"A guy walks up to me and asks 'What's Punk?'. So I kick over a garbage can and say 'That's punk!'. So he kicks over a garbage can and says 'That's Punk'?, and I say 'No that's trendy'!"- Billie Joe Armstrong, Green Day

Awesome, the new chapter is up! I'll reply to this comment with my thoughts once I finish my homework and read it.

Coffee BRONZE said...
on Jan. 22 2011 at 10:36 am
Coffee BRONZE, Tallahassee, Florida
4 articles 5 photos 184 comments

Favorite Quote:
Your Face.

haha thanks a lot!!! I'm glad you liked that sentance, I had kind of forgotten about it, honestly. It's enjoyable to write with Diana's personality. :)

I have some plans, but then, a lot of my ideas come up along the way. Thanks for commenting!!!!

on Jan. 20 2011 at 9:21 pm
Timekeeper DIAMOND, Cary, North Carolina
62 articles 0 photos 569 comments

Favorite Quote:
"A guy walks up to me and asks 'What's Punk?'. So I kick over a garbage can and say 'That's punk!'. So he kicks over a garbage can and says 'That's Punk'?, and I say 'No that's trendy'!"- Billie Joe Armstrong, Green Day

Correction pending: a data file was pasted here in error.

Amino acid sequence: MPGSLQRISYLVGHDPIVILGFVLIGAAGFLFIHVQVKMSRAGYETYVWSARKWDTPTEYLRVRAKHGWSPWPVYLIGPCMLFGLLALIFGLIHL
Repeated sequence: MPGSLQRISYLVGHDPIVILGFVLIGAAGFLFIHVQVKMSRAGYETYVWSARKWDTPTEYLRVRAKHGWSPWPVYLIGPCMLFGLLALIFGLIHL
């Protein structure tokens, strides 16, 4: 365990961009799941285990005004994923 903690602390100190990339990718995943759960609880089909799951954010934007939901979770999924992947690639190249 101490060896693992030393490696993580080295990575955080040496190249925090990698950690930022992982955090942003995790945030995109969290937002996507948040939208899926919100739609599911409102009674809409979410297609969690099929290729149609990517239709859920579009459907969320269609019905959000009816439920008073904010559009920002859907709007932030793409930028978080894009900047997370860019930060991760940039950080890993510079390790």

"I wasn’t sure how much I liked being an Otter, but no one really cared what animal your team was supposed to be anyway."


You hooked me in with that sentence. Self-awareness is the key to realistic fiction, and you've nailed it. The heart-to-heart between Diana and Lannie was perfect, too- it came across very naturally and authentic.

I'm looking forward to see where you take this-- it's got a lot of potential!

Coffee BRONZE said...
on Jan. 20 2011 at 5:53 pm
Coffee BRONZE, Tallahassee, Florida
4 articles 5 photos 184 comments

Favorite Quote:
Your Face.

Thanks so much! Yeah, it has some issues, I supose I should edit, but I just haven't yet. :):):)

Lannie is one of the main conflicts, but there's another one too that is kind of introduced in chapter 2. (I'll finish it soon, then i'll post)

I think I need to put more of Diana (Idk if her name was mentioned in there, but that's what it is)'s personality into it. Yeah, I try to add detail, but idk, I'm still working on it.

Thank you for commenting!!!

on Jan. 16 2011 at 10:44 pm
lovelycheese GOLD, Cupertino, California
11 articles 0 photos 136 comments

Favorite Quote:
"If you have something to do, then do it. You can't get wasted time back." ~Ben Carson.